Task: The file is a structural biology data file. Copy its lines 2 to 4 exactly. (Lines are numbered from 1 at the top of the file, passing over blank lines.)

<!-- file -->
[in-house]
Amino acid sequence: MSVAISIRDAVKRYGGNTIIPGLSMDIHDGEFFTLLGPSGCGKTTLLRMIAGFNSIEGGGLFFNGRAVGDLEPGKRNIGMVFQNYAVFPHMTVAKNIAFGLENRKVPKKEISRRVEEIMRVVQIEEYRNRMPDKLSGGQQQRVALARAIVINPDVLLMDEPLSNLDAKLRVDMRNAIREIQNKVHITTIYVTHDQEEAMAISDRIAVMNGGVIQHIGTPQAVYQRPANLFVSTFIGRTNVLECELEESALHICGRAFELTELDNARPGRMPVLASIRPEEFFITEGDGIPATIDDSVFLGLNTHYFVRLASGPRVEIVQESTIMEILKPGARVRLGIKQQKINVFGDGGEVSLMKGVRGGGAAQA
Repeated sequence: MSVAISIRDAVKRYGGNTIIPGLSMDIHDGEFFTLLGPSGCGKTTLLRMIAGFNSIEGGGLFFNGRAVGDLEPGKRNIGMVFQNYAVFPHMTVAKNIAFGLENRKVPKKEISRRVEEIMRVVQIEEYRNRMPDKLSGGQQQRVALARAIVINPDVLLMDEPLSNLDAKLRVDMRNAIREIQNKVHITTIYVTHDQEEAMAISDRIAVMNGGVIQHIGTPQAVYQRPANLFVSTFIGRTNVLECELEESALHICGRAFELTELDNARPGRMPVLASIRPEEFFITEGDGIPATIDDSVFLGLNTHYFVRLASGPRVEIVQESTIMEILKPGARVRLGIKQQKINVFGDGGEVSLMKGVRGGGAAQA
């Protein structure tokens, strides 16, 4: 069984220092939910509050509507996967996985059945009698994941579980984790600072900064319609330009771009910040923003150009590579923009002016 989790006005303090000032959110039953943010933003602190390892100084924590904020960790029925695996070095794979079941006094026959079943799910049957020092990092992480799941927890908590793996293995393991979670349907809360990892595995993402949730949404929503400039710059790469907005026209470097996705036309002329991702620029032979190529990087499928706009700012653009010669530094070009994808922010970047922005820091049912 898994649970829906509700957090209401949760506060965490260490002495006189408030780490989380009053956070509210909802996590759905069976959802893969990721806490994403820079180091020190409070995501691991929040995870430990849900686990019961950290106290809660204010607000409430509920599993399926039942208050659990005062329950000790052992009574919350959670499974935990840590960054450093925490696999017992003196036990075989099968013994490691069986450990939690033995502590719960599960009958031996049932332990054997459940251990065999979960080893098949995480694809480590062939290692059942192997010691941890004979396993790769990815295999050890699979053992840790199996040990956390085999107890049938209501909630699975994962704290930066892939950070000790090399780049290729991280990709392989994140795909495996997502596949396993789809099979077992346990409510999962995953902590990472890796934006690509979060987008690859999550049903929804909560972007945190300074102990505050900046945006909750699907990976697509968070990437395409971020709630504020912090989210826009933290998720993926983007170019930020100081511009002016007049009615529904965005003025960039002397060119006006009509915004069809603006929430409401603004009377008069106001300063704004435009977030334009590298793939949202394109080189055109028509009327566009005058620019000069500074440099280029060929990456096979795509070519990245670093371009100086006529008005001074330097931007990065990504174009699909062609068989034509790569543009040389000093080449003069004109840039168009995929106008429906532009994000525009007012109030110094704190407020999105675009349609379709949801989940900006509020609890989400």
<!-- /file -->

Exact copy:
Amino acid sequence: MSVAISIRDAVKRYGGNTIIPGLSMDIHDGEFFTLLGPSGCGKTTLLRMIAGFNSIEGGGLFFNGRAVGDLEPGKRNIGMVFQNYAVFPHMTVAKNIAFGLENRKVPKKEISRRVEEIMRVVQIEEYRNRMPDKLSGGQQQRVALARAIVINPDVLLMDEPLSNLDAKLRVDMRNAIREIQNKVHITTIYVTHDQEEAMAISDRIAVMNGGVIQHIGTPQAVYQRPANLFVSTFIGRTNVLECELEESALHICGRAFELTELDNARPGRMPVLASIRPEEFFITEGDGIPATIDDSVFLGLNTHYFVRLASGPRVEIVQESTIMEILKPGARVRLGIKQQKINVFGDGGEVSLMKGVRGGGAAQA
Repeated sequence: MSVAISIRDAVKRYGGNTIIPGLSMDIHDGEFFTLLGPSGCGKTTLLRMIAGFNSIEGGGLFFNGRAVGDLEPGKRNIGMVFQNYAVFPHMTVAKNIAFGLENRKVPKKEISRRVEEIMRVVQIEEYRNRMPDKLSGGQQQRVALARAIVINPDVLLMDEPLSNLDAKLRVDMRNAIREIQNKVHITTIYVTHDQEEAMAISDRIAVMNGGVIQHIGTPQAVYQRPANLFVSTFIGRTNVLECELEESALHICGRAFELTELDNARPGRMPVLASIRPEEFFITEGDGIPATIDDSVFLGLNTHYFVRLASGPRVEIVQESTIMEILKPGARVRLGIKQQKINVFGDGGEVSLMKGVRGGGAAQA
């Protein structure tokens, strides 16, 4: 069984220092939910509050509507996967996985059945009698994941579980984790600072900064319609330009771009910040923003150009590579923009002016 989790006005303090000032959110039953943010933003602190390892100084924590904020960790029925695996070095794979079941006094026959079943799910049957020092990092992480799941927890908590793996293995393991979670349907809360990892595995993402949730949404929503400039710059790469907005026209470097996705036309002329991702620029032979190529990087499928706009700012653009010669530094070009994808922010970047922005820091049912 898994649970829906509700957090209401949760506060965490260490002495006189408030780490989380009053956070509210909802996590759905069976959802893969990721806490994403820079180091020190409070995501691991929040995870430990849900686990019961950290106290809660204010607000409430509920599993399926039942208050659990005062329950000790052992009574919350959670499974935990840590960054450093925490696999017992003196036990075989099968013994490691069986450990939690033995502590719960599960009958031996049932332990054997459940251990065999979960080893098949995480694809480590062939290692059942192997010691941890004979396993790769990815295999050890699979053992840790199996040990956390085999107890049938209501909630699975994962704290930066892939950070000790090399780049290729991280990709392989994140795909495996997502596949396993789809099979077992346990409510999962995953902590990472890796934006690509979060987008690859999550049903929804909560972007945190300074102990505050900046945006909750699907990976697509968070990437395409971020709630504020912090989210826009933290998720993926983007170019930020100081511009002016007049009615529904965005003025960039002397060119006006009509915004069809603006929430409401603004009377008069106001300063704004435009977030334009590298793939949202394109080189055109028509009327566009005058620019000069500074440099280029060929990456096979795509070519990245670093371009100086006529008005001074330097931007990065990504174009699909062609068989034509790569543009040389000093080449003069004109840039168009995929106008429906532009994000525009007012109030110094704190407020999105675009349609379709949801989940900006509020609890989400």